Yes... I figure as much now... I spent several hours yesterday watching my father as he instructed me on a few things, and then practiced soldering and trimming wires with knives and such... and then I tried 2 times to resolder the wire to the old jack... and both times (that I soldered it to the correct ?prong?) I got the same results: A LOT of LOUD BUZZING... when I placed my hand on the jack cover, that subsided somewhat, but I still wasn't getting any guitar to come out of the amp, although with some wiggling I could occasionaly get a weak tone to resonate.
So onto the new jack:
Some things I would really like to know before I go home and destroy something by accident:
This is a generic guitar input jack from All Parts (texas company) and it has two of the prongs that interface with the 1/4 inch cable, and then three of the smaller prongs with holes, layered on different levels of the orange plates (what are those?)... my old jack had only one interface arm and two prongs... only one of which WAS being used, but there was evidence of former soldering on both.
There's ever only been one wire soldered on my guitar since I came into possession of it. But there seems to be a second wire tucked into the insulation of the first, kinda. Is that the grounding wire? and is it imporant to have connected since I've never had it so, but have always had a working guitar?
Finally, which prong do I need to solder my guitar's hot output wire to, on the new jack, that is?
I am going to look up a wiring diagram when I get home, but it sounds like you guys have already messed with this sort of thing, and so I thought one of you might know.

Also... I am much happier now... just because I don't have amplification doesn't mean I can't play... and so now, without any noise except the pitiful buzzing of my strings, I have constructed my first song with lyrics... and I likey... a lot! Maybe when I get amped again, and can record properly, I'll share...!
Last edited by IROn 5L1nKY at Feb 27, 2009,
#13
Quote by Invader Jim
The melting (or more correctly vaporization) point of lead is hotter than a soldering iron can get. The smoke is just resin burning up. It isn't gonna make you retarded.

Electrical tape is a terrible alternative to solder.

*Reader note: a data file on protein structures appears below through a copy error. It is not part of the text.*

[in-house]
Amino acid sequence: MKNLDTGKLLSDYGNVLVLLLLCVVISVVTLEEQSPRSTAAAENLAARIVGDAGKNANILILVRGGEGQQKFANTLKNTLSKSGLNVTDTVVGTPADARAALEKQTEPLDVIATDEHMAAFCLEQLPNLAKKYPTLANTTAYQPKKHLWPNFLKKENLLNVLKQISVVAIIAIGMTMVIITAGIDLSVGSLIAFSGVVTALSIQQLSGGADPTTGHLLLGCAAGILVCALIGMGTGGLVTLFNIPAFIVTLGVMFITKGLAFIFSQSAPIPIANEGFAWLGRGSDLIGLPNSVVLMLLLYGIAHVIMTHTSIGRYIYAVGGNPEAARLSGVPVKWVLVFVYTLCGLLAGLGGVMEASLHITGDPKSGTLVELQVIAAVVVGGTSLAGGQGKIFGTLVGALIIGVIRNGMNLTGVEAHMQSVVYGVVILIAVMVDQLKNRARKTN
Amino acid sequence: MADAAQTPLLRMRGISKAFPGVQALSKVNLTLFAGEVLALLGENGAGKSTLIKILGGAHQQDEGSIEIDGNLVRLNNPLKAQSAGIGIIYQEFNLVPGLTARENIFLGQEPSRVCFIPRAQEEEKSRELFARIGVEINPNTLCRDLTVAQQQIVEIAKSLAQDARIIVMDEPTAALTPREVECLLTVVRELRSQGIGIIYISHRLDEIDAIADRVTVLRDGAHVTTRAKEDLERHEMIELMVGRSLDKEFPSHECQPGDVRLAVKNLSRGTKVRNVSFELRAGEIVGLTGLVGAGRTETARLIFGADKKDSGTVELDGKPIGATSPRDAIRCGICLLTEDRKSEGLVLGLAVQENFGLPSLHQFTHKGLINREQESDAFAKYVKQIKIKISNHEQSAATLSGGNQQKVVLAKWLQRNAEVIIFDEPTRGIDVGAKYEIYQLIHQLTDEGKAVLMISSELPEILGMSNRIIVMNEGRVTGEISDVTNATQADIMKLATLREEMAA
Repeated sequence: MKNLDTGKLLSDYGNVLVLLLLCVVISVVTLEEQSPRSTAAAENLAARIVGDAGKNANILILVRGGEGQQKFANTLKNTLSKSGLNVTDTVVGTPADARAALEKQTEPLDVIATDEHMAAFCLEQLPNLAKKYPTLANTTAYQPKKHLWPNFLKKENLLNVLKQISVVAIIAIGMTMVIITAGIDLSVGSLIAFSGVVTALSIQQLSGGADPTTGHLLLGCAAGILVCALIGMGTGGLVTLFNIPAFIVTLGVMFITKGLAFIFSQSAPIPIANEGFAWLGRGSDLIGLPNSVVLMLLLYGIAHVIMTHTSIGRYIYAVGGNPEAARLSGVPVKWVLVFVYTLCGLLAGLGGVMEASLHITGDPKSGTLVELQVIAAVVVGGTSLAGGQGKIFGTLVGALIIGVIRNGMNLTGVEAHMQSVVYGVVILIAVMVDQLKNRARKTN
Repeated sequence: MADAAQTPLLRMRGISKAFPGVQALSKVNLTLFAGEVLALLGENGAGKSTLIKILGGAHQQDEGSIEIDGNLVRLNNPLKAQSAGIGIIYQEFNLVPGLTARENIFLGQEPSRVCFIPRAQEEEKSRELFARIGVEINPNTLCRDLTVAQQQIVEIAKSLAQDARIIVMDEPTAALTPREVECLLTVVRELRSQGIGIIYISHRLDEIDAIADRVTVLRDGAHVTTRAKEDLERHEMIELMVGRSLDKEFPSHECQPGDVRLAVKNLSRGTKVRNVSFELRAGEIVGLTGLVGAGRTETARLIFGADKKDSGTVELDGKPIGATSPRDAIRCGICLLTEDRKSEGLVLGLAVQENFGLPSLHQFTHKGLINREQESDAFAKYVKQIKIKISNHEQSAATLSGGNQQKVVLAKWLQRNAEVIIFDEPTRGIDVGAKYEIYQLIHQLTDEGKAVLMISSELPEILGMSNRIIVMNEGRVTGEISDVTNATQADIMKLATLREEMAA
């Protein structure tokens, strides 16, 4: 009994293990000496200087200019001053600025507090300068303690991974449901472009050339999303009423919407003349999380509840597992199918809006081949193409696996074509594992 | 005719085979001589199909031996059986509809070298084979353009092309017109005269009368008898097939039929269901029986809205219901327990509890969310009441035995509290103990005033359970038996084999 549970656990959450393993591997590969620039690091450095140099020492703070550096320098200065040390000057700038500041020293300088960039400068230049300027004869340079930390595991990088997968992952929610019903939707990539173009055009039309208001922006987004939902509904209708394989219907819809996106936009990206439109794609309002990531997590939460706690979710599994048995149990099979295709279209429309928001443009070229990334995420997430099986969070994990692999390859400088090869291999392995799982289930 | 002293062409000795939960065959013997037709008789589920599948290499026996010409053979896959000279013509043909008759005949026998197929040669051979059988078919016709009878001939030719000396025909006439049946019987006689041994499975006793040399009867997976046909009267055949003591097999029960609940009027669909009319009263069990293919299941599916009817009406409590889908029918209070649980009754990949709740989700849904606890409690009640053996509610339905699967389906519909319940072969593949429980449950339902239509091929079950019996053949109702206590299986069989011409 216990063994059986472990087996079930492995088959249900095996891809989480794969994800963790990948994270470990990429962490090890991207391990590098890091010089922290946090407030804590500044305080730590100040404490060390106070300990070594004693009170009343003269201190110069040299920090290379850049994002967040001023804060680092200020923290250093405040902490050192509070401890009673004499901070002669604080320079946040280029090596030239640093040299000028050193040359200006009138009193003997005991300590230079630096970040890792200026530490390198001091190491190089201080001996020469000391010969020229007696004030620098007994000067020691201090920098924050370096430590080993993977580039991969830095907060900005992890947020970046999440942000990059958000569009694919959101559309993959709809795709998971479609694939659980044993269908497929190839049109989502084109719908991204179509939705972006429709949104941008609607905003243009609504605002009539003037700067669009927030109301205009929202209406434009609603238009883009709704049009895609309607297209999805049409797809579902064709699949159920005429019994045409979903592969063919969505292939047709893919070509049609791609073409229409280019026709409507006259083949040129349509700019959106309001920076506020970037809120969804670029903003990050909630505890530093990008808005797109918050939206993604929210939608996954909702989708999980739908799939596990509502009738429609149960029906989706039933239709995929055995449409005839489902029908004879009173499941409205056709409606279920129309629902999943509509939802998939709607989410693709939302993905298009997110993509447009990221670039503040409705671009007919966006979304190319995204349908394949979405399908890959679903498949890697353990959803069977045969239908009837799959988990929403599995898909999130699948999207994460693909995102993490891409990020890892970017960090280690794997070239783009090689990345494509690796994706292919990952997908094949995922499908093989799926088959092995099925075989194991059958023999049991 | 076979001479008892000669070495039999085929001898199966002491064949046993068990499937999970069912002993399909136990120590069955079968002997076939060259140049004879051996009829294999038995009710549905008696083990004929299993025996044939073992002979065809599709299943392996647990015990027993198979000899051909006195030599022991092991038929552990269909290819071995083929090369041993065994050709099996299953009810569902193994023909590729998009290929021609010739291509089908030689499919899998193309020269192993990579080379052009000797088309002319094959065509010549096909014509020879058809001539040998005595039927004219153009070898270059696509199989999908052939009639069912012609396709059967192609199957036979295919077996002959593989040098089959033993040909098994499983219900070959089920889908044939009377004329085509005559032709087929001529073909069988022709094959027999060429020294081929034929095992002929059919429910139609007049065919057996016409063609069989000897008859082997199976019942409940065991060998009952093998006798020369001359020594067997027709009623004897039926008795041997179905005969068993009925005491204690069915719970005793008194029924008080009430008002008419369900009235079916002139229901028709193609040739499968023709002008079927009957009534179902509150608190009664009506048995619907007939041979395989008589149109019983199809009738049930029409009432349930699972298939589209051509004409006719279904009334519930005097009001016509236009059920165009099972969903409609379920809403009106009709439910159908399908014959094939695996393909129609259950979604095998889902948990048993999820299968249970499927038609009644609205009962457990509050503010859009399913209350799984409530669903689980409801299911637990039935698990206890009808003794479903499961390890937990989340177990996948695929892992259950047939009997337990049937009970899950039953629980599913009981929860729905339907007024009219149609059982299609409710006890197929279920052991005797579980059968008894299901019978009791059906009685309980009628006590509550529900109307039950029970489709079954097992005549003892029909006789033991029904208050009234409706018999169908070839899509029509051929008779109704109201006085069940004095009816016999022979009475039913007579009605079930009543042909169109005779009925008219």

Well... wear gloves.
#14
Quote by Invader Jim
The melting (or more correctly vaporization) point of lead is hotter than a soldering iron can get. The smoke is just resin burning up. It isn't gonna make you retarded.

Electrical tape is a terrible alternative to solder.

Yup, that's right. Listening to your wife will make you retarded
#15
Ok, so I took the leap and soldered the wire to the new jack just a few moments ago when I got home...
Good news is... it makes noise...
Bad news is... it's hard to hear the good noise over the sound of angry buzzing...
So, I have a couple things to lay out before you in my final moment of desperate need:
First: the newer jack is a tiny bit bigger than the old one, so none of the washers that I had will fit on it, and it only came with one, so now there's a little bit of the jack with screw grooves and all sticking out.
Second: How EXACTLY are you supposed to solder a wire onto the little prong on the jack? going from the outside putting it through the hole and soldering it to the other side of the prong?
Third: what should the insulation on the wiring be doing?
Fourth: why, when I touch the jack cover, does much of the buzzing stop? (although there's still a lot of audible static...)
Also, the grounding wire is still buried somewhere a little further in the wiring insulation wherever the people who manufactured the guitar stuffed it... so I only have the one hot out wire connected...
Last edited by IROn 5L1nKY at Feb 27, 2009,
#16
1: Ok, so just make the hole bigger and get new nuts (puns not intended).

2: What's to know? Poke the wire into the hole in the lug, apply solder, let cool. Done.

3: Are you serious?

4: Yeah, it's supposed to stop.

Also, the grounding wire is still buried somewhere a little further in the wiring insulation wherever the people who manufactured the guitar stuffed it... so I only have the one hot out wire connected...

5: There's your problem.
#17
thats the bridge ground wire. without it, the grounding fails hard.
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#18
Would tape actually work? cause when I was saying that, I didn't mean it would work...
..I was watching my death.
#19
Quote by timbit2006
Would tape actually work? cause when I was saying that, I didn't mean it would work...
then don't say it in the first place?

tape can be just fine as an insulator. for holding connections together it sucks ass.


*slaps timbit2006 with a trout*
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#20
and that's it guys... thanks for all the actually helpful posts... I soldered on the grounding wire and VOILA... success!
So, my question is.... why was that grounding wire not connected when I purchased the guitar? what made that setup different so that it didn't need that?